The 1975: I like it when you sleep, for you are so beautiful yet so unaware of it

The 1975: I like it when you sleep, for you are so beautiful yet so unaware of it

Buried under the excessive run time is a tight, concise pop-punk record.

The 1975: I like it when you sleep, for you are so beautiful yet so unaware of it

3 / 5

In the 2013 video for the 1975’s excellent single “Girls,” the band tells the director before the song starts “This is all wrong. We’re not a pop band.” That winking bit of self-deprecation sums up everything there is to either love or hate about these four Manchester lads. On the one hand, they write some of the fizziest, most irresistible Britpop fluff to come stateside in quite some time. Despite any protestations to the contrary, they are very much a pop band, and they seem to revel in all of the screaming fangirl adoration their status brings. And yet, they also demand to be taken seriously, touting their albums as experimental, multi-genred and epic. Their songs tackle celebrity culture (“Love Me”) and addiction (“UGH!”), and it’s peppered with shout-outs to Kerouac and the Kardashians in equal measure. With the 1975, it’s nearly impossible to separate the sound from the noise.

This combination of preening overindulgence and sincere self-awareness reaches its apex on their hilariously and obnoxiously titled sophomore record, I like it when you sleep, for you are so beautiful yet so unaware of it. Surely the band knows how ridiculous that sounds, and yet, they used the name anyway. And even amidst that salutatory gesture of rock star excess, the title is a quaintly sweet sentiment. Ultimately, the band’s second effort finds them on much surer footing when they stick to what they can do consistently well – hooky, synth-and-sax pop-punk.

One of the strengths of the band’s self-titled debut was that it provided catchy numbers in ample supply. Save a few slow spots, the entire LP played like a hit parade in the making. Not so on I like it. The album begins excellently enough – proper opener “Love Me” is a deeply funky paean to modern celebrity culture, borrowing ably from both Bowie and Hutchence. Follow-up track “UGH!” chronicles one of frontman Matt Healy’s relapses over lithe, slippery guitar acrobatics and a generous supply of handclaps. Best of all is the genuinely funny and romantic “She’s American,” an ode to trans-continental and cross-cultural romance that rides an exuberant synth line and saxophone solo that’s so cheesy it becomes cool again.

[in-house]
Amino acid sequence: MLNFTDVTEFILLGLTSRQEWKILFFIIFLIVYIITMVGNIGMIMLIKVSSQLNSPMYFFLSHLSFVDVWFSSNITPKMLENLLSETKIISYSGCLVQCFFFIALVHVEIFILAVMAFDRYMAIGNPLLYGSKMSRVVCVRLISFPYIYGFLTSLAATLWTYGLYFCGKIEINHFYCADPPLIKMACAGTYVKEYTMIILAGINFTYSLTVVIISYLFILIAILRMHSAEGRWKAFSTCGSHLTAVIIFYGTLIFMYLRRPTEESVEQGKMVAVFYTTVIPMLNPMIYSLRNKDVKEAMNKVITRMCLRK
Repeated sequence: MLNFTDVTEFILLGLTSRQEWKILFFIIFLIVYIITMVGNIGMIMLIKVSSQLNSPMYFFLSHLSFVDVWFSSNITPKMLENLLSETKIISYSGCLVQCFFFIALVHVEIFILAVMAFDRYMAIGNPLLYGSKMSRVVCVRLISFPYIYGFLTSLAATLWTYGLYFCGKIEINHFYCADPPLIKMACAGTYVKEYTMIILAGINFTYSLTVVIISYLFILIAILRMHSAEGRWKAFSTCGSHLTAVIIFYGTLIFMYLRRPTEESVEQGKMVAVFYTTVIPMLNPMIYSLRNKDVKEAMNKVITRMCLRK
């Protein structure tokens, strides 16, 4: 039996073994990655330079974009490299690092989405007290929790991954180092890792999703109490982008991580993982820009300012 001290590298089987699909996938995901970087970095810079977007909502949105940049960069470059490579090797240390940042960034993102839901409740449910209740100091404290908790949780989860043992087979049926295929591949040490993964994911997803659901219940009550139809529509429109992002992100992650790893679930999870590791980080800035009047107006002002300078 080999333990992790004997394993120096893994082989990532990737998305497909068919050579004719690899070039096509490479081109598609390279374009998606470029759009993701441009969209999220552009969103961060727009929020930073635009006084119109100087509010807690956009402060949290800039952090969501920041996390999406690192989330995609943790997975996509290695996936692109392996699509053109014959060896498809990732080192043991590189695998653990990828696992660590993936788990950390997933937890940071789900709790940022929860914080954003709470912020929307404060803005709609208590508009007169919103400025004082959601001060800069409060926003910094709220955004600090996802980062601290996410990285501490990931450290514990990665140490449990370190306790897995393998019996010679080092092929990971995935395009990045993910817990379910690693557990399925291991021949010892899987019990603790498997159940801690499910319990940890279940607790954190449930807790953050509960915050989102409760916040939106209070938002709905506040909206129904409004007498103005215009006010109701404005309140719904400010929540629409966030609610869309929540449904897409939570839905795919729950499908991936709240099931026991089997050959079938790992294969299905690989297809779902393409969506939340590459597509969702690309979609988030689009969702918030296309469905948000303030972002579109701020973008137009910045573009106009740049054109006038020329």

The wheels begin to come off after the strong start. The record descends into a interminable second act characterized by overly long instrumental interludes (“Please Be Naked,” the title track), potentially good songs buried under an overdose of feedback (“Lostmyhead”) and one truly misfired attempt at a Bastille-esque rock/hip-hop hybrid (“Loving Someone.”) A few stirring ballads help to alleviate the tedium. “If I Believe You,” with its curious combination of trip-hop balladry and gospel interjections, is one of the album’s more successful experiments. Most poignant is “Somebody Else,” the tenth track and the album’s emotional centerpiece. The washing bed of synths gently grows and the drums thunder ever louder as Healy mourns his crumbling relationship, tracing his emotions from denial to jealously to abject misery. The 1975’s sincerity is one of their strengths – they should always trust that impulse. Sincerity normally isn’t cool, but if you convey it genuinely enough, it makes a real impact.

What’s most frustrating about I like it is that somewhere in here, buried under the gauzy interludes and excessive run time (74 minutes, oof) is a tight, concise pop-punk record. Take the record’s first six tracks, throw in “Somebody Else,” and tack on the two stellar late-album singles-in-waiting, the house-lite of “The Sound” and the anthemic “This Must Be My Dream.” Bookend those nine tracks with shimmering ballad “Paris” and you have an excellent sophomore follow-up that caters perfectly to the 1975’s strengths while also exhibiting their expanded stylistic palette. But that is not the album that the 1975 released. Instead, I like it is a respectable but bloated labor of love that gets in its own way nearly as often as it succeeds. Sometimes less is more.

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